3) the growth of the mindfulness movement in Silicon Valley, with entrepreneurs who have made it going off on ten-day silent retreats and starting organizations to curtail the influence of companies they helped to build,

4) the disillusionment all of us early adopters feel about social media, especially Facebook, especially after young, red-headed Christopher Wylieexposed how our own personal data was used against us. This includes a plaintive post by Brian Solis about taking control back, and a five-year old crusade by Randi Zuckerberg to put digital technology into perspective for our children,

5) the coming of the values-driven Millennial generation into the job and consumer markets (hint: they buy on values)

6) and, the launch of the Global Data Privacy Regulation in May.

These are big events that don’t leave marketers untouched.

For the past two decades, we’ve been focused on becoming data geeks in the marketing department. Old style CMOs were forced out by quants, and the goal was to get “more accurate data” about where the ”customer” was on her “journey” to buying our product.

But one thing data has overlooked is values, and I believe values will be the most important piece of marketing in the future. Companies will have to declare their values and live by them. And this is not a mission statement that gets put up on the office wall in the break room. Values are different. You can’t lie about your values, because they’ll show and customers will know. Southwest values employees, Starbucks values connectedness, RichRoll.comvalues a healthy lifestyle.

Once companies have figured out what their values really are, marketers will be able to begin the search for human beings who naturally align with the company’s values, and turn those people into customers. It should be easy, because it converts what used to be a sales process into a reaching out and calling to the people who naturally value what you have to offer.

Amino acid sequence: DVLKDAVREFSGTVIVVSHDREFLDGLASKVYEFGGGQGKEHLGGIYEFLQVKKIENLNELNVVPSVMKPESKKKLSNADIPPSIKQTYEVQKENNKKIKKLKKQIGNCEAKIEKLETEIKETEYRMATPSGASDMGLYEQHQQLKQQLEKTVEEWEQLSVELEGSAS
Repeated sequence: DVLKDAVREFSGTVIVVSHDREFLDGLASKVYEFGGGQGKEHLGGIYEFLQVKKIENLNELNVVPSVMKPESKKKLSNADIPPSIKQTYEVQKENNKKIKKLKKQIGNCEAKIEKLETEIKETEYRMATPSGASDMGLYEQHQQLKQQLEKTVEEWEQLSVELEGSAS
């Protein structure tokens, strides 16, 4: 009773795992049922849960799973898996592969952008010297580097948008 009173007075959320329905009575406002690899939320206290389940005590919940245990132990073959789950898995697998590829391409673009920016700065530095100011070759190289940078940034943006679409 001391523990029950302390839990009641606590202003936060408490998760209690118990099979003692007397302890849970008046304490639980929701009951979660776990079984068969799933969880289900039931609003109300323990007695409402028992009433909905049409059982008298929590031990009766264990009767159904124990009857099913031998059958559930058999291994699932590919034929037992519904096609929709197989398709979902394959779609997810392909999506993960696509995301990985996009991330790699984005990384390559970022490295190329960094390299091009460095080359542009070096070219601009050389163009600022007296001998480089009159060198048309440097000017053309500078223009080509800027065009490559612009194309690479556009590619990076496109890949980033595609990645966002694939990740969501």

Wouldn’t it be cool if marketing evolved again from shoving things on customers, to prying into peoples’ lives to find out more about them, to naturally aligning with people who already share our values — for whom we’re the right product or service for the job they want done?

We’d like to be part of that transition.

Publishers Need a New Understanding of Business Models

Jason Hirschhorn is a man with an illustrious past in the media business and much to say about the future of media. The industry ought to be listening to him now that he’s writing again.

Born in New York, home of the media business, he cut his teeth on a company, Mischief New Media, that was bought by MTV, and joined that company as Chief Digital Officer. This meant he worked for the great Sumner Redstone. As if that weren’t enough, he went on to work for Rupert Murdoch as CEO of MySpace.  His belief that the media business was going to change then led him to work for Blake Krikorian, the founder of Slingbox.

Since then, he has served on the boards of MGM and Pandora. But the most interesting thing he has done, from our standpoint, is found a free newsletter service called MediaRedef, which quickly became a source for all the industry changes the content business was undergoing. Here at ZEDO, we read MediaRedef voraciously, as everyone in the media business should.

That’s how we learned in advance of most people who were still in the weeds that the TV business was shifting to digital, and with it the business models and the ad dollars. In October 2016, Redef put out a 3-part series on the future of the video business.  

He believes new fortunes will be built on video, as they were on TV. In the deck he uses to discuss this future, he details the changes.